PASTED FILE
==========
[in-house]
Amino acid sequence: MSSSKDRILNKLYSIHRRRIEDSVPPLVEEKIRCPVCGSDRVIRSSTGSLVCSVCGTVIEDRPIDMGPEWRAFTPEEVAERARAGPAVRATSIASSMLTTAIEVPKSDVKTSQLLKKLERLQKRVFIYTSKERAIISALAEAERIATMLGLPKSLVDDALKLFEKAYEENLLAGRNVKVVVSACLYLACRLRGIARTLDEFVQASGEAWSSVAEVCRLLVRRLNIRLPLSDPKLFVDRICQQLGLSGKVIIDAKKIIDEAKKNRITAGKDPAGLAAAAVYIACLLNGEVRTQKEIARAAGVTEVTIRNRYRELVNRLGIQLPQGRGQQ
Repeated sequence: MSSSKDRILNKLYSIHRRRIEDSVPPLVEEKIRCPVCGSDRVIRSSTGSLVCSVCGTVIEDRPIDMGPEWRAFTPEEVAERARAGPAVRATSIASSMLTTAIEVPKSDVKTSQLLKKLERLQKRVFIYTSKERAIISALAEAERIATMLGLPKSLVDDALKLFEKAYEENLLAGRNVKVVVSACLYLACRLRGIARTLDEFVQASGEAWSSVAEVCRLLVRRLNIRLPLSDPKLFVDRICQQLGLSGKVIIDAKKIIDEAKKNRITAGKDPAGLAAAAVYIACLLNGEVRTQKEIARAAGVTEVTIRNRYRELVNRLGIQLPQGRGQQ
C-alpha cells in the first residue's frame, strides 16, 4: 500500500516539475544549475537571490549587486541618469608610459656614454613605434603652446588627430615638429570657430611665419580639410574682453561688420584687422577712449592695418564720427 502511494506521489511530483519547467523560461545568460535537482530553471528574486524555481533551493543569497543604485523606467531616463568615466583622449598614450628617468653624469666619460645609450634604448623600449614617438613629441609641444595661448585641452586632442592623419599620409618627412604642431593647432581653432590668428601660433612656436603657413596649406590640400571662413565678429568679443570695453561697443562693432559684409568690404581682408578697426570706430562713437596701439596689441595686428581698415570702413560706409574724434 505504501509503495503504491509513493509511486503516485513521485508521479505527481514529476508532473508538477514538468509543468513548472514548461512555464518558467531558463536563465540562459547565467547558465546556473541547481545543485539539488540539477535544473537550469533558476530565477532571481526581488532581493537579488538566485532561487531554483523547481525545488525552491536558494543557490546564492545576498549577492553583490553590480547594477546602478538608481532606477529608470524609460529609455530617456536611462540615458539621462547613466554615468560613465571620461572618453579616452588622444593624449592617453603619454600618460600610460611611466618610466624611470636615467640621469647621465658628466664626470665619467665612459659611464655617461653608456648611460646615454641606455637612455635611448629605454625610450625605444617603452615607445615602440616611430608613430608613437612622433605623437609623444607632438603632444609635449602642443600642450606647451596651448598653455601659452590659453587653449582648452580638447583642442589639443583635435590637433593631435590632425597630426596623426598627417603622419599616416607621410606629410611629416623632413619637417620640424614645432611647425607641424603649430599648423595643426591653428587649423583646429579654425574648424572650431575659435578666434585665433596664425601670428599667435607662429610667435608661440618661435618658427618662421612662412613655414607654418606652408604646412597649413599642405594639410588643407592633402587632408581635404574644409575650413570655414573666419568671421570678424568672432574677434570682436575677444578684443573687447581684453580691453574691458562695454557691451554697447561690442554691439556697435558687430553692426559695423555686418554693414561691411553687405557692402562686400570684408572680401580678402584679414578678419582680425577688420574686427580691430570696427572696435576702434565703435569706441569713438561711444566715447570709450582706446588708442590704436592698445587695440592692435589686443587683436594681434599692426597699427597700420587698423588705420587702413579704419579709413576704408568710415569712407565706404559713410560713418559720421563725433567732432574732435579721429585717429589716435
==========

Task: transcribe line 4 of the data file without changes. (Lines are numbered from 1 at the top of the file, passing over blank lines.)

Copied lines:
C-alpha cells in the first residue's frame, strides 16, 4: 500500500516539475544549475537571490549587486541618469608610459656614454613605434603652446588627430615638429570657430611665419580639410574682453561688420584687422577712449592695418564720427 502511494506521489511530483519547467523560461545568460535537482530553471528574486524555481533551493543569497543604485523606467531616463568615466583622449598614450628617468653624469666619460645609450634604448623600449614617438613629441609641444595661448585641452586632442592623419599620409618627412604642431593647432581653432590668428601660433612656436603657413596649406590640400571662413565678429568679443570695453561697443562693432559684409568690404581682408578697426570706430562713437596701439596689441595686428581698415570702413560706409574724434 505504501509503495503504491509513493509511486503516485513521485508521479505527481514529476508532473508538477514538468509543468513548472514548461512555464518558467531558463536563465540562459547565467547558465546556473541547481545543485539539488540539477535544473537550469533558476530565477532571481526581488532581493537579488538566485532561487531554483523547481525545488525552491536558494543557490546564492545576498549577492553583490553590480547594477546602478538608481532606477529608470524609460529609455530617456536611462540615458539621462547613466554615468560613465571620461572618453579616452588622444593624449592617453603619454600618460600610460611611466618610466624611470636615467640621469647621465658628466664626470665619467665612459659611464655617461653608456648611460646615454641606455637612455635611448629605454625610450625605444617603452615607445615602440616611430608613430608613437612622433605623437609623444607632438603632444609635449602642443600642450606647451596651448598653455601659452590659453587653449582648452580638447583642442589639443583635435590637433593631435590632425597630426596623426598627417603622419599616416607621410606629410611629416623632413619637417620640424614645432611647425607641424603649430599648423595643426591653428587649423583646429579654425574648424572650431575659435578666434585665433596664425601670428599667435607662429610667435608661440618661435618658427618662421612662412613655414607654418606652408604646412597649413599642405594639410588643407592633402587632408581635404574644409575650413570655414573666419568671421570678424568672432574677434570682436575677444578684443573687447581684453580691453574691458562695454557691451554697447561690442554691439556697435558687430553692426559695423555686418554693414561691411553687405557692402562686400570684408572680401580678402584679414578678419582680425577688420574686427580691430570696427572696435576702434565703435569706441569713438561711444566715447570709450582706446588708442590704436592698445587695440592692435589686443587683436594681434599692426597699427597700420587698423588705420587702413579704419579709413576704408568710415569712407565706404559713410560713418559720421563725433567732432574732435579721429585717429589716435